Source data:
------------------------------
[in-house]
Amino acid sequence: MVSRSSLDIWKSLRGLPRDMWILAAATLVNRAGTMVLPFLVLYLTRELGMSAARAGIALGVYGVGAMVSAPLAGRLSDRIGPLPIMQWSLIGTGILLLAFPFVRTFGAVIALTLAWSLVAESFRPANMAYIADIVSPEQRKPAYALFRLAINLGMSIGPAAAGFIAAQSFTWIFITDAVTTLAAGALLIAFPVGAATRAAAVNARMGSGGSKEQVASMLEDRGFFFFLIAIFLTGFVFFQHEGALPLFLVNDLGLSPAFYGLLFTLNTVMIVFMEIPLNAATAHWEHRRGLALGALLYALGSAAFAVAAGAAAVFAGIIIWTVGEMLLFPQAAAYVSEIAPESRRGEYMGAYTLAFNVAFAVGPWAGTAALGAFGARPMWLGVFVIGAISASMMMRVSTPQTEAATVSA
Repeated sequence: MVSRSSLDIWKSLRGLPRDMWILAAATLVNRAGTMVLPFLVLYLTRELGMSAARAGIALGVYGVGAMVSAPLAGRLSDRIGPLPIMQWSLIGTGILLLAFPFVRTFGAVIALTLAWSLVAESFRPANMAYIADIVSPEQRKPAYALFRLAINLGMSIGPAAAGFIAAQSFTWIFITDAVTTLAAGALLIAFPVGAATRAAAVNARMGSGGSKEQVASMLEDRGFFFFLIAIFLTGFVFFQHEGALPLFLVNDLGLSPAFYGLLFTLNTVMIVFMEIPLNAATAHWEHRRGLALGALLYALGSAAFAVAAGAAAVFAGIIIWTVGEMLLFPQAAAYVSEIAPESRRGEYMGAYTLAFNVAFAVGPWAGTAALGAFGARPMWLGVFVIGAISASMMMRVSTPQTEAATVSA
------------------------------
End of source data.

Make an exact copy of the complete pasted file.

[in-house]
Amino acid sequence: MVSRSSLDIWKSLRGLPRDMWILAAATLVNRAGTMVLPFLVLYLTRELGMSAARAGIALGVYGVGAMVSAPLAGRLSDRIGPLPIMQWSLIGTGILLLAFPFVRTFGAVIALTLAWSLVAESFRPANMAYIADIVSPEQRKPAYALFRLAINLGMSIGPAAAGFIAAQSFTWIFITDAVTTLAAGALLIAFPVGAATRAAAVNARMGSGGSKEQVASMLEDRGFFFFLIAIFLTGFVFFQHEGALPLFLVNDLGLSPAFYGLLFTLNTVMIVFMEIPLNAATAHWEHRRGLALGALLYALGSAAFAVAAGAAAVFAGIIIWTVGEMLLFPQAAAYVSEIAPESRRGEYMGAYTLAFNVAFAVGPWAGTAALGAFGARPMWLGVFVIGAISASMMMRVSTPQTEAATVSA
Repeated sequence: MVSRSSLDIWKSLRGLPRDMWILAAATLVNRAGTMVLPFLVLYLTRELGMSAARAGIALGVYGVGAMVSAPLAGRLSDRIGPLPIMQWSLIGTGILLLAFPFVRTFGAVIALTLAWSLVAESFRPANMAYIADIVSPEQRKPAYALFRLAINLGMSIGPAAAGFIAAQSFTWIFITDAVTTLAAGALLIAFPVGAATRAAAVNARMGSGGSKEQVASMLEDRGFFFFLIAIFLTGFVFFQHEGALPLFLVNDLGLSPAFYGLLFTLNTVMIVFMEIPLNAATAHWEHRRGLALGALLYALGSAAFAVAAGAAAVFAGIIIWTVGEMLLFPQAAAYVSEIAPESRRGEYMGAYTLAFNVAFAVGPWAGTAALGAFGARPMWLGVFVIGAISASMMMRVSTPQTEAATVSA